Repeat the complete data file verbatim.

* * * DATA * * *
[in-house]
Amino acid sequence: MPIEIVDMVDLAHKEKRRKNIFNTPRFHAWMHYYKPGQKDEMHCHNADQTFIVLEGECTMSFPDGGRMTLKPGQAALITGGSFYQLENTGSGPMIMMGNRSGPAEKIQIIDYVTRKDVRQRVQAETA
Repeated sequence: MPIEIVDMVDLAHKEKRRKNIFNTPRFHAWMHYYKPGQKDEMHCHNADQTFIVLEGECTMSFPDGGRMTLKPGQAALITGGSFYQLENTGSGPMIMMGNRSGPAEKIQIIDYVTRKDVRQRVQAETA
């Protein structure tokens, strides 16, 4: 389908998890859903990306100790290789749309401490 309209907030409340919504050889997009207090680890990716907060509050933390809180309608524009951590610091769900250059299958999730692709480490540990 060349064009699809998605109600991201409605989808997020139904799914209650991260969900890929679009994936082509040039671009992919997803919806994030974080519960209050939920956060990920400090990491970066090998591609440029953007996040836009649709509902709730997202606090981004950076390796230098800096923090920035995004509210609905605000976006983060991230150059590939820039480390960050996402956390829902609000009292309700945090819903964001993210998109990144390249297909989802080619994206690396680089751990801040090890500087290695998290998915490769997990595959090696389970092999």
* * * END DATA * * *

[in-house]
Amino acid sequence: MPIEIVDMVDLAHKEKRRKNIFNTPRFHAWMHYYKPGQKDEMHCHNADQTFIVLEGECTMSFPDGGRMTLKPGQAALITGGSFYQLENTGSGPMIMMGNRSGPAEKIQIIDYVTRKDVRQRVQAETA
Repeated sequence: MPIEIVDMVDLAHKEKRRKNIFNTPRFHAWMHYYKPGQKDEMHCHNADQTFIVLEGECTMSFPDGGRMTLKPGQAALITGGSFYQLENTGSGPMIMMGNRSGPAEKIQIIDYVTRKDVRQRVQAETA
């Protein structure tokens, strides 16, 4: 389908998890859903990306100790290789749309401490 309209907030409340919504050889997009207090680890990716907060509050933390809180309608524009951590610091769900250059299958999730692709480490540990 060349064009699809998605109600991201409605989808997020139904799914209650991260969900890929679009994936082509040039671009992919997803919806994030974080519960209050939920956060990920400090990491970066090998591609440029953007996040836009649709509902709730997202606090981004950076390796230098800096923090920035995004509210609905605000976006983060991230150059590939820039480390960050996402956390829902609000009292309700945090819903964001993210998109990144390249297909989802080619994206690396680089751990801040090890500087290695998290998915490769997990595959090696389970092999």